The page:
Cat's meow, humann nature, undenai'able

Three magnificent divesites that lie on the northern barrier reef that defines Bligh Water's Vatu-i-ra Channel, these sites feature both main barrier reefs with good protection from swell and current plus small off-lying bommies smothered in life. The names say it all: I named Cat's Meow for my wife, Cat Holloway and Humann Nature is named for Paul Humann, the renown fish book author, who reckoned it was the best divesite he'd ever seen. Much of the gorgeous soft coral featured in Howard and Michele Hall's IMAX film Coral Reef Adventure was shot at these two sites.

Mount Mutiny

Mount Mutiny is a seamount similar in many ways to E-6, yet much smaller, located only four miles away and named in honor of both Captain Bligh, who passed nearby shortly after the mutiny on the Bounty, and the passengers on a NAI'A charter who threatened mutiny unless they were allowed to dive the seamount again and again.... Diving is very much like E-6 in terms of pelagics and other fish life. The highlight of Mount Mutiny is the Rainbow Wall, a wall of unusual thin-stalked Chironepthya soft coral in a broad range of colors which blankets the south flank of Mount Mutiny for a distance of 200 meters in depths between 60 and 120 feet. This is one of the single prettiest soft coral dives anywhere.


There are seven very distinct dives on the Vatu-i-ra barrier reef, several of which are among the best coral-reef dives in the world. The barrier reef protrudes north from Viti Levu into the Vatu-i-ra Channel, narrowing the channel to only 4.5 miles across. This is the same body of water that supports E-6 and Mt. Mutiny.

The area is regularly flushed by currents, which is why the reefs are so healthy. But our intimate experience in Vatu-i-ra over many years has taught us how and when to dive there so that we can benefit from the glorious reefs without having to fight the currents that make them that way.

E6 - A Photographer's Heaven

A seamount rising sheer-sided from 3,000ft right in the center of the narrowest part of Bligh Water's Vatu-i-ra channel, where it intercepts the flow of nutrients funneled between the two large islands of Viti Levu and Vanua Levu. Extraordinary diving! Pelagics are normally found on the two sides of the pinnacle flushed by currents, while delicate soft corals and fans decorate the protected lee side where NAI'A moors.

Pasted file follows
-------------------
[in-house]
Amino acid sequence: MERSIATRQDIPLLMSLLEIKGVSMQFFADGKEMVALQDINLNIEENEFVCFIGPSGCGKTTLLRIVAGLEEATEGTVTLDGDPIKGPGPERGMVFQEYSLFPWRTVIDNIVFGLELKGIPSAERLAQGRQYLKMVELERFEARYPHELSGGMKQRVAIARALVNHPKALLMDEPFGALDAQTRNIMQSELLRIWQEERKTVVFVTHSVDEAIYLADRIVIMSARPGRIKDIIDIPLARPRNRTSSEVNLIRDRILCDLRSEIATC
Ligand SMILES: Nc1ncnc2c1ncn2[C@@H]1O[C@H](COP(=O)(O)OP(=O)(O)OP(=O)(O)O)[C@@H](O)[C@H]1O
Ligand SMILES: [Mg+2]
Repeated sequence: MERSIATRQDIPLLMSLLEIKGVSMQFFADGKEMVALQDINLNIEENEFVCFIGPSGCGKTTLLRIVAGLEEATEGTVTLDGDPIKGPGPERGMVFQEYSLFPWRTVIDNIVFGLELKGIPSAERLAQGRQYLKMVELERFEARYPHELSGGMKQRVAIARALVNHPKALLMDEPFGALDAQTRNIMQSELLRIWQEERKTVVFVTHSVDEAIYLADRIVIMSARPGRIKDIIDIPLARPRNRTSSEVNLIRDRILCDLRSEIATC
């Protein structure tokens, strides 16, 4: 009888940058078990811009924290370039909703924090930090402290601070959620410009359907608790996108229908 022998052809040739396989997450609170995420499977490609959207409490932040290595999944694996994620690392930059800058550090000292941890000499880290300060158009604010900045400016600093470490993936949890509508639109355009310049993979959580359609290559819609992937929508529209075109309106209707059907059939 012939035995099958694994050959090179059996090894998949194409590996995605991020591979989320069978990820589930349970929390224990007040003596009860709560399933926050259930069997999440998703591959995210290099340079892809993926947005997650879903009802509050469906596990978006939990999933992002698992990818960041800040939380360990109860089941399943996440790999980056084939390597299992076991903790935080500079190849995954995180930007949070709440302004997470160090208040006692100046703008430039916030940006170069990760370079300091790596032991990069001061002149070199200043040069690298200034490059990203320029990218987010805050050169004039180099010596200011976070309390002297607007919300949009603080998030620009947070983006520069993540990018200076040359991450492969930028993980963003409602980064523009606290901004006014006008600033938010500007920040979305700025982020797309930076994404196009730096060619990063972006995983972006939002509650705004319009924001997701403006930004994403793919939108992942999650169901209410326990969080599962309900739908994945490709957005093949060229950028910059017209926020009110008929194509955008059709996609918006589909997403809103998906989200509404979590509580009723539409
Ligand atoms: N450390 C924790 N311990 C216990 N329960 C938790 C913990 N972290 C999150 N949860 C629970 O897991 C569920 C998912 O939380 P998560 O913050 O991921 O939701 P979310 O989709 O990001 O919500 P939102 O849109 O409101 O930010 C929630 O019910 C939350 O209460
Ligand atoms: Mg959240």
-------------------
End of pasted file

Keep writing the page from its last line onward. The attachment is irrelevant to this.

The Cathedral is a large swim-though lined in gorgonia fans and soft coral, with soft-coral trees growing up from the floor. A narrow opening above allows sun rays to penetrate to the floor of the Cathedral, illuminating the bright fans and soft coral like so many panes of stained glass, giving it the feel of its namesake. The floor is home to several different colors of poison-bristle nudibranch, while adjoining small caves shelter many large lobster. It is not unusual on night dives to encounter 20 big lobster out patrolling their territory.

Other highlights of night dives at E-6 are giant cuttlefish, arrowhead crabs, tiny soft coral cowries, colonial anemones on the gorgonia fans, and so many flashlight fish that you can navigate by their bright green light. Day dives at E-6 feature schooling barracuda, trevally, and surgeonfish, occasional hammerhead sharks and eagle rays, and a plethora of reef fish including anthias, fusiliers, and leaf scorpionfish. I discovered both E-6 and Mount Mutiny from the air, having chartered a private plane to scout potentially good dive areas in waters not normally frequented.